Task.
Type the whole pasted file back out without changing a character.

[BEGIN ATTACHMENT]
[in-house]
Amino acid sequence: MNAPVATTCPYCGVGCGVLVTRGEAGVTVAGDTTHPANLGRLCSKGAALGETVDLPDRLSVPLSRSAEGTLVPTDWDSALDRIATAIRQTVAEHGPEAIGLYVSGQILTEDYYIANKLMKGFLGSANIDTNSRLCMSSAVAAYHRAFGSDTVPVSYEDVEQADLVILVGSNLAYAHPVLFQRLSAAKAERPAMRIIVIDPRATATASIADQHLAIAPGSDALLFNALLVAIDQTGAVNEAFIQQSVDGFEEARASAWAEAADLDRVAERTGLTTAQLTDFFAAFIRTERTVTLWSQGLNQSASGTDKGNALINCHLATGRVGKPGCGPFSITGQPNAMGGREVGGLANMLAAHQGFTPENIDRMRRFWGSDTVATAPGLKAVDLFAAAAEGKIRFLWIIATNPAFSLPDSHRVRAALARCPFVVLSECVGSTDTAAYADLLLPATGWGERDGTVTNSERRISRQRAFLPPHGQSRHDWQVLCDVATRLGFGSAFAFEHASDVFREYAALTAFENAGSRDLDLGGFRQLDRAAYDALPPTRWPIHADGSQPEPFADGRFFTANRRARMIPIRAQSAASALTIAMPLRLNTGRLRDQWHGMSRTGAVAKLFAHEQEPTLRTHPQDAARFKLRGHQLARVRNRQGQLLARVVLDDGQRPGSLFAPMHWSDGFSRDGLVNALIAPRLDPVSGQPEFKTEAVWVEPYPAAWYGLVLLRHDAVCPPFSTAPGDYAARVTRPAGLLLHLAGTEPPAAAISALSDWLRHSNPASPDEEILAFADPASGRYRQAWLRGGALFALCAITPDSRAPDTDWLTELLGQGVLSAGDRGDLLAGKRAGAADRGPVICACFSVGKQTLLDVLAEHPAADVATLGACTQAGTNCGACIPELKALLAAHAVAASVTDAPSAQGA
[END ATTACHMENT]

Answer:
[in-house]
Amino acid sequence: MNAPVATTCPYCGVGCGVLVTRGEAGVTVAGDTTHPANLGRLCSKGAALGETVDLPDRLSVPLSRSAEGTLVPTDWDSALDRIATAIRQTVAEHGPEAIGLYVSGQILTEDYYIANKLMKGFLGSANIDTNSRLCMSSAVAAYHRAFGSDTVPVSYEDVEQADLVILVGSNLAYAHPVLFQRLSAAKAERPAMRIIVIDPRATATASIADQHLAIAPGSDALLFNALLVAIDQTGAVNEAFIQQSVDGFEEARASAWAEAADLDRVAERTGLTTAQLTDFFAAFIRTERTVTLWSQGLNQSASGTDKGNALINCHLATGRVGKPGCGPFSITGQPNAMGGREVGGLANMLAAHQGFTPENIDRMRRFWGSDTVATAPGLKAVDLFAAAAEGKIRFLWIIATNPAFSLPDSHRVRAALARCPFVVLSECVGSTDTAAYADLLLPATGWGERDGTVTNSERRISRQRAFLPPHGQSRHDWQVLCDVATRLGFGSAFAFEHASDVFREYAALTAFENAGSRDLDLGGFRQLDRAAYDALPPTRWPIHADGSQPEPFADGRFFTANRRARMIPIRAQSAASALTIAMPLRLNTGRLRDQWHGMSRTGAVAKLFAHEQEPTLRTHPQDAARFKLRGHQLARVRNRQGQLLARVVLDDGQRPGSLFAPMHWSDGFSRDGLVNALIAPRLDPVSGQPEFKTEAVWVEPYPAAWYGLVLLRHDAVCPPFSTAPGDYAARVTRPAGLLLHLAGTEPPAAAISALSDWLRHSNPASPDEEILAFADPASGRYRQAWLRGGALFALCAITPDSRAPDTDWLTELLGQGVLSAGDRGDLLAGKRAGAADRGPVICACFSVGKQTLLDVLAEHPAADVATLGACTQAGTNCGACIPELKALLAAHAVAASVTDAPSAQGA